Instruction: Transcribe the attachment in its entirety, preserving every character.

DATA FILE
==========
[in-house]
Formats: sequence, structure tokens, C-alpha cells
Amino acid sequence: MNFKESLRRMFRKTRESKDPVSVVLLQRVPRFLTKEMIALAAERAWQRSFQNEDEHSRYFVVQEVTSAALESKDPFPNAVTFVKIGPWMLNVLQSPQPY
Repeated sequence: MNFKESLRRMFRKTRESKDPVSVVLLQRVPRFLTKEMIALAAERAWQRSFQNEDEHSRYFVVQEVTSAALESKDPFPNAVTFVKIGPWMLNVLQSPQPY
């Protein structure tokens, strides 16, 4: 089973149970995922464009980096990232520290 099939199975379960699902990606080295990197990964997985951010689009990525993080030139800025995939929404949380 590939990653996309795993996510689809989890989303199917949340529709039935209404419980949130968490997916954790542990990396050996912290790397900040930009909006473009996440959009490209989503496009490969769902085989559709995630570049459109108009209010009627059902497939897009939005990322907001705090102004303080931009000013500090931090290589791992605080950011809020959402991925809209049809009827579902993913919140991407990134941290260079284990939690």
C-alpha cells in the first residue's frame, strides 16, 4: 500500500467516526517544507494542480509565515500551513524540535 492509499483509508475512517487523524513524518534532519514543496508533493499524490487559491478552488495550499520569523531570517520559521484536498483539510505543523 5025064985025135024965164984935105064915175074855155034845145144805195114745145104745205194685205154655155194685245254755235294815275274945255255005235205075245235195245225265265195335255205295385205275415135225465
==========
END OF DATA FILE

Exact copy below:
[in-house]
Formats: sequence, structure tokens, C-alpha cells
Amino acid sequence: MNFKESLRRMFRKTRESKDPVSVVLLQRVPRFLTKEMIALAAERAWQRSFQNEDEHSRYFVVQEVTSAALESKDPFPNAVTFVKIGPWMLNVLQSPQPY
Repeated sequence: MNFKESLRRMFRKTRESKDPVSVVLLQRVPRFLTKEMIALAAERAWQRSFQNEDEHSRYFVVQEVTSAALESKDPFPNAVTFVKIGPWMLNVLQSPQPY
């Protein structure tokens, strides 16, 4: 089973149970995922464009980096990232520290 099939199975379960699902990606080295990197990964997985951010689009990525993080030139800025995939929404949380 590939990653996309795993996510689809989890989303199917949340529709039935209404419980949130968490997916954790542990990396050996912290790397900040930009909006473009996440959009490209989503496009490969769902085989559709995630570049459109108009209010009627059902497939897009939005990322907001705090102004303080931009000013500090931090290589791992605080950011809020959402991925809209049809009827579902993913919140991407990134941290260079284990939690």
C-alpha cells in the first residue's frame, strides 16, 4: 500500500467516526517544507494542480509565515500551513524540535 492509499483509508475512517487523524513524518534532519514543496508533493499524490487559491478552488495550499520569523531570517520559521484536498483539510505543523 5025064985025135024965164984935105064915175074855155034845145144805195114745145104745205194685205154655155194685245254755235294815275274945255255005235205075245235195245225265265195335255205295385205275415135225465